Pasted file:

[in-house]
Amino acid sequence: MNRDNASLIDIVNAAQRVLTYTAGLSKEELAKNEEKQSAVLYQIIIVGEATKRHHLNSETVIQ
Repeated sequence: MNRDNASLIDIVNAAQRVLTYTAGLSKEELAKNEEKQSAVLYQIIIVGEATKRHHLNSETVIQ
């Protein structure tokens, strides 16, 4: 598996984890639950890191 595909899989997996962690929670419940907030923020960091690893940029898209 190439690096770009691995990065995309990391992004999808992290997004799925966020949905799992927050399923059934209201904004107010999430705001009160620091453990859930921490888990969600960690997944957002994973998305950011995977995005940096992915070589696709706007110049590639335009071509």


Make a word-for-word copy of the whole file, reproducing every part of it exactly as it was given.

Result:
[in-house]
Amino acid sequence: MNRDNASLIDIVNAAQRVLTYTAGLSKEELAKNEEKQSAVLYQIIIVGEATKRHHLNSETVIQ
Repeated sequence: MNRDNASLIDIVNAAQRVLTYTAGLSKEELAKNEEKQSAVLYQIIIVGEATKRHHLNSETVIQ
């Protein structure tokens, strides 16, 4: 598996984890639950890191 595909899989997996962690929670419940907030923020960091690893940029898209 190439690096770009691995990065995309990391992004999808992290997004799925966020949905799992927050399923059934209201904004107010999430705001009160620091453990859930921490888990969600960690997944957002994973998305950011995977995005940096992915070589696709706007110049590639335009071509």